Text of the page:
Realising that other female cyclists had actually managed to ride the whole thing made me want to try it again at some point in the future.

Fast forward 15 months, and we decided to have another crack at it. I’m a much more experienced cyclist now, with a lot more hill work under my belt. Could it really be that hard to get up in one piece?

Well, yes, as it turns out.

It’s really easy to kid yourself that you’re a decent cyclist around London.

Even taking it slow and steady, I didn’t make it to the top in one go. In fact, I stopped three times to catch my breath. Three times! But, the big difference this time was that I did actually succeed in pedaling to the top. It might have taken me a while, but it felt like an achievement to get up there nevertheless.

West Lane Sutton-in-Craven
It’s worth the slog, if only for the laughter at the top when you turn on to Dick Lane…

The next time we head up to Yorkshire (which is never as frequently as we would like), I’m going to have another crack. Before the end of the year I want to be able to make it up there with just one stop. This time next year, I intend to ride all the way to the top without stopping at all! (I might need a different gear ratio. A poor workman blames his tools, I know, but the fact that I was riding on 11-28 this time, rather than my old 11-32, didn’t make it any easier. I love my new bike, but for comparative purposes it would have been interesting to have ridden it on my old steed. I missed my granny gear!)

It’s really easy to kid yourself that you’re a decent cyclist around London. It’s only when you head out to some real hills that you realise you’re not anywhere near as strong as you need to be. I’m still last on the list for that segment: 16th out of 16. Before 2016 is over, my cycling goal is to improve on that. And next year, I’m making it in to the top ten!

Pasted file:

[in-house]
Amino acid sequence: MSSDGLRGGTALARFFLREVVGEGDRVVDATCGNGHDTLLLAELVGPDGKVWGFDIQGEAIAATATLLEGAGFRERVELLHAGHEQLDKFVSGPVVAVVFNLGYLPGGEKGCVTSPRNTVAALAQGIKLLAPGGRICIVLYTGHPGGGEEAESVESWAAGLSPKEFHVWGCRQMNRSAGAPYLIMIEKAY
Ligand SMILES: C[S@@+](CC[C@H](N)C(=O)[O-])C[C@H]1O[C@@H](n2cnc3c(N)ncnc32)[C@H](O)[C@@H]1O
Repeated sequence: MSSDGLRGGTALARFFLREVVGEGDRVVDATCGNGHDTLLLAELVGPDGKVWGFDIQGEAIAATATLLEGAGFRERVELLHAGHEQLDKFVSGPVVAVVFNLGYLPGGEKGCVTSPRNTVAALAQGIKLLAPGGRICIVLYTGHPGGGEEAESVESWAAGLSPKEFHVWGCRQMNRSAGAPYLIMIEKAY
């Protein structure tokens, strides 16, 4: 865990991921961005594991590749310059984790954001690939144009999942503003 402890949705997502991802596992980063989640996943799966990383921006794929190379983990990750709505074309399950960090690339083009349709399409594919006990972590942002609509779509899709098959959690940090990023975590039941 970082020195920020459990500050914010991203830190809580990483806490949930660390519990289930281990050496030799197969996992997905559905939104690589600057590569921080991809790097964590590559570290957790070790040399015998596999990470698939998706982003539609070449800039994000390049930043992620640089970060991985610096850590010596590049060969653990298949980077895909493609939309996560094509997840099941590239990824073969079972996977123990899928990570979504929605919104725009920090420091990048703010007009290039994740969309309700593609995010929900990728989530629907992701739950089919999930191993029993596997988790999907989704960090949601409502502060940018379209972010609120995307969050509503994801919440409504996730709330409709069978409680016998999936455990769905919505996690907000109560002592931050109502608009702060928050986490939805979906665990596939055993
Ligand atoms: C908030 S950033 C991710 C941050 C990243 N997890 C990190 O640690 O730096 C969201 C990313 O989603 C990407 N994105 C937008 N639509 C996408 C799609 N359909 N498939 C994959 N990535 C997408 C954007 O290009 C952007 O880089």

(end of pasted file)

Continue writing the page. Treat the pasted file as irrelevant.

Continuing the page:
When I can scale West Lane, I’ll feel like a real cyclist. #CyclingGoals

FeaturedReviewsWomen's Cycling

Cycling in God’s own country – we ride out with Yorkshire Velo Tours


If you’re suffering delusions of grandeur about your climbing abilities from nailing Box Hill in the big ring, it might be time to take a reality check on a cycling weekend with Yorkshire Velo Tours.

Let me be frank.

We’d had a gruelling working week in the day job, finished late at the office on Friday night and had to leave for a conference in Geneva after the weekend. A five-hour drive up the M1 for a hilly Yorkshire ride was, in all honesty, not sounding appealing at 10pm on the motorway somewhere outside Mansfield.

But boy oh boy, the long drive, late night and early start was worth the pain. Our weekend outing with Ilkley-based Yorkshire Velo Tours was memorable for all the right reasons.

Yorkshire Velo Tours – CS2, Lancashire & Wharfedale